I KNOW AN ALBATROSS is an unlikely stalker but just look at that beak! The hooked tip is called the “nail,” and to me, a nail piecing Trinidad’s vulnerable eyes was a formidable threat.
Many people believe the albatross is a sign of bad luck, but actually killing the bird can seal a sailor’s fate as you learn in one of my favorite classical poems by Samuel Taylor Coleridge, The Rime of the Ancient Mariner. The Mariner’s tale begins with his ship departing on a journey. Despite initial good fortune, the ship is driven south off course by a storm and eventually reaches Antarctica. An albatross appears and leads them out of the Antarctic but, even as the albatross is praised by the ship’s crew, the Mariner shoots the bird. The crew is angry with the Mariner, believing the albatross brought the south wind that led them out of the Antarctic. However, the sailors change their minds when the weather becomes warmer and the mist disappears made a grave mistake in supporting this crime as it arouses the wrath of spirits who then pursue the ship; the south wind that had initially led them from the land of ice now sends the ship into uncharted and calm waters.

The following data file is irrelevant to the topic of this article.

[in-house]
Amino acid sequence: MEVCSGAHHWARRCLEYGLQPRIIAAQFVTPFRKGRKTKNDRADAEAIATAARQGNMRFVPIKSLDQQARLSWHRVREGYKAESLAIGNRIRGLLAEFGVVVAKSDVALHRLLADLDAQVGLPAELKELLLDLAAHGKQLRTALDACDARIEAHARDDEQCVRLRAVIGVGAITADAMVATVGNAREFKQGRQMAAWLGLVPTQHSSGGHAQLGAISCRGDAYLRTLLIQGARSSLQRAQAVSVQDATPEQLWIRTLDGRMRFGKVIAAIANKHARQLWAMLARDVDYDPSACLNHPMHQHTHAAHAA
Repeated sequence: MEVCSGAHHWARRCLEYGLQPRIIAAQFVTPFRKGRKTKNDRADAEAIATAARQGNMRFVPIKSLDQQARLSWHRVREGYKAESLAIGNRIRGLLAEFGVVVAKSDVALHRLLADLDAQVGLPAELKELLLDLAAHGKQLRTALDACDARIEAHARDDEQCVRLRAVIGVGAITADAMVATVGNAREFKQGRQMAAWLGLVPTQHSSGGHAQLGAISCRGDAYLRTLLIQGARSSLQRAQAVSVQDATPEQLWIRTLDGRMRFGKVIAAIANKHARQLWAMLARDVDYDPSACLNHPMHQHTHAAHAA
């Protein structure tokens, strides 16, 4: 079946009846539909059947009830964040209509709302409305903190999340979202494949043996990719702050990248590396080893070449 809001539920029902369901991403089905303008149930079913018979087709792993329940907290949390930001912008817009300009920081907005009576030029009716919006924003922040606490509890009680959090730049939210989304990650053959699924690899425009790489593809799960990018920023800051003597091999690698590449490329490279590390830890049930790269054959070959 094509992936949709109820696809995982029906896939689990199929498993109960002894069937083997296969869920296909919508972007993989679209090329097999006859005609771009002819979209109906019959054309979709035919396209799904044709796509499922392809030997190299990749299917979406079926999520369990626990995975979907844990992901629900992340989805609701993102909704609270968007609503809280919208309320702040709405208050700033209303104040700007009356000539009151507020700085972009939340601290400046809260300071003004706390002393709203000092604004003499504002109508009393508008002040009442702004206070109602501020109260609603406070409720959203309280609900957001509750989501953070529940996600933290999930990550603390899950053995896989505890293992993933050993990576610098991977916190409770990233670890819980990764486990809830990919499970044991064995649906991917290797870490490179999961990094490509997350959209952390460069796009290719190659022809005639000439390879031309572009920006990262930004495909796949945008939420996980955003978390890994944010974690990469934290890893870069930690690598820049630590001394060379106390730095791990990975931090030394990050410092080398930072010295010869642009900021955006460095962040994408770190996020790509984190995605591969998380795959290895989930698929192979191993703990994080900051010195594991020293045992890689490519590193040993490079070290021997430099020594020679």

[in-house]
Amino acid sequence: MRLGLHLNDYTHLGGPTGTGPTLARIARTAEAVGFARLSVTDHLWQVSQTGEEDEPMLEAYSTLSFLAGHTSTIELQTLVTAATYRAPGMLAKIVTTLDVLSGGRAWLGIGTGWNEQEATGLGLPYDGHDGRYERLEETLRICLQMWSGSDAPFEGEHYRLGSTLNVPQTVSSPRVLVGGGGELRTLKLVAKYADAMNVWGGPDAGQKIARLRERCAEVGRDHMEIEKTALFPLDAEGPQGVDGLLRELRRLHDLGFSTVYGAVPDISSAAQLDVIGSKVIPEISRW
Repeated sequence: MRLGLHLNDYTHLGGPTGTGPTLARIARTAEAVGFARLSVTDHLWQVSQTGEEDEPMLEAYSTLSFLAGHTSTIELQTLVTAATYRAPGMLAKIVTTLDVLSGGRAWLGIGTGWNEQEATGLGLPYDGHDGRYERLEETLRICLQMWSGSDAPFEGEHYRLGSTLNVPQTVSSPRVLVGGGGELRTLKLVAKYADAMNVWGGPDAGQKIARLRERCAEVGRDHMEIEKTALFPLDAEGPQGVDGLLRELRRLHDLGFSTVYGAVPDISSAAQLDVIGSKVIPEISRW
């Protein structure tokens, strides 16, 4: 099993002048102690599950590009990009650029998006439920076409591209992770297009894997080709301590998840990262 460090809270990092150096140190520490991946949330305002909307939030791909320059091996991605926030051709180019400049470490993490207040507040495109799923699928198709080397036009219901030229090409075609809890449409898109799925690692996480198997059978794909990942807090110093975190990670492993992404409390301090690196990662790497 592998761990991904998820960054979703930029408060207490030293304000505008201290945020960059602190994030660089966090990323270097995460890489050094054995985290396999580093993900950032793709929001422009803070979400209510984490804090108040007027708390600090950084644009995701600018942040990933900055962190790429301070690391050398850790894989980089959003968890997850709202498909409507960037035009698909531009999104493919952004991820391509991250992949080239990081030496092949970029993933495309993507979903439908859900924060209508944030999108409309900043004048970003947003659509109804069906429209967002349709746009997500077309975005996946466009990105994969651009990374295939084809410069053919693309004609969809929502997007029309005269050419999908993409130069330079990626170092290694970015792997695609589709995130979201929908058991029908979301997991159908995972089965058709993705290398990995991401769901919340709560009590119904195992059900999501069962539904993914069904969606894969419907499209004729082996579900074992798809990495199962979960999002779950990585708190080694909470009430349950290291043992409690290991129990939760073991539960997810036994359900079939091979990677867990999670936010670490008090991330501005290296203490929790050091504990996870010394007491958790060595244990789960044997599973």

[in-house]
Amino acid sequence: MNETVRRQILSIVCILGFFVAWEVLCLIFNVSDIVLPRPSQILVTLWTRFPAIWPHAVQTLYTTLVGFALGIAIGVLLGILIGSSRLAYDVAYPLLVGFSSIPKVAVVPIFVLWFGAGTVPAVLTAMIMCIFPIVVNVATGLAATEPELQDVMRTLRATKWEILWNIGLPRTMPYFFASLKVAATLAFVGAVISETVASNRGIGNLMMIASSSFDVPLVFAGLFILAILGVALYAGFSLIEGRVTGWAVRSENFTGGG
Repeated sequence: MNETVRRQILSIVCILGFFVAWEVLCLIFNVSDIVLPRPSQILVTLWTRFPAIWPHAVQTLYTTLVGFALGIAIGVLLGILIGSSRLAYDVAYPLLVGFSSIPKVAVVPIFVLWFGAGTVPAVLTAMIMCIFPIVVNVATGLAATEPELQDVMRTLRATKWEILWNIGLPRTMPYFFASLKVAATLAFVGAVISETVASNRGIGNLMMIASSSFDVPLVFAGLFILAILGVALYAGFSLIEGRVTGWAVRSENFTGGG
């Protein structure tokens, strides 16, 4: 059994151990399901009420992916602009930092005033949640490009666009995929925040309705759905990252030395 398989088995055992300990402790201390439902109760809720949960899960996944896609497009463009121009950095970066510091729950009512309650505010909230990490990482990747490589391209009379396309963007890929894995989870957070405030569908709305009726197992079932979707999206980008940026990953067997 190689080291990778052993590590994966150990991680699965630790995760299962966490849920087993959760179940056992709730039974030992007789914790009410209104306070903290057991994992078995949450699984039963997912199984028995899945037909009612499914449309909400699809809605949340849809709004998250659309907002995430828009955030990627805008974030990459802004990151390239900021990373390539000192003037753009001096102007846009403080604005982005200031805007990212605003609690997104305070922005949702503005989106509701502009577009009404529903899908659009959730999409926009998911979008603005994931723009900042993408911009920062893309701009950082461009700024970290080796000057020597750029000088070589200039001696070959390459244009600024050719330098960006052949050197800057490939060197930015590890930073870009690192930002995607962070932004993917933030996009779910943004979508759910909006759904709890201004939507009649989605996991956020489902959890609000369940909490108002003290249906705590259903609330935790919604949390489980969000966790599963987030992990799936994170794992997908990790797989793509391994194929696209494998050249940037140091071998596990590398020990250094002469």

“Day after day, day after day/We stuck, nor breath nor motion. As idle as a painted ship/Upon a painted ocean. Water, water, everywhere/And all the boards did shrink. Water, water, everywhere/Nor any drop to drink.”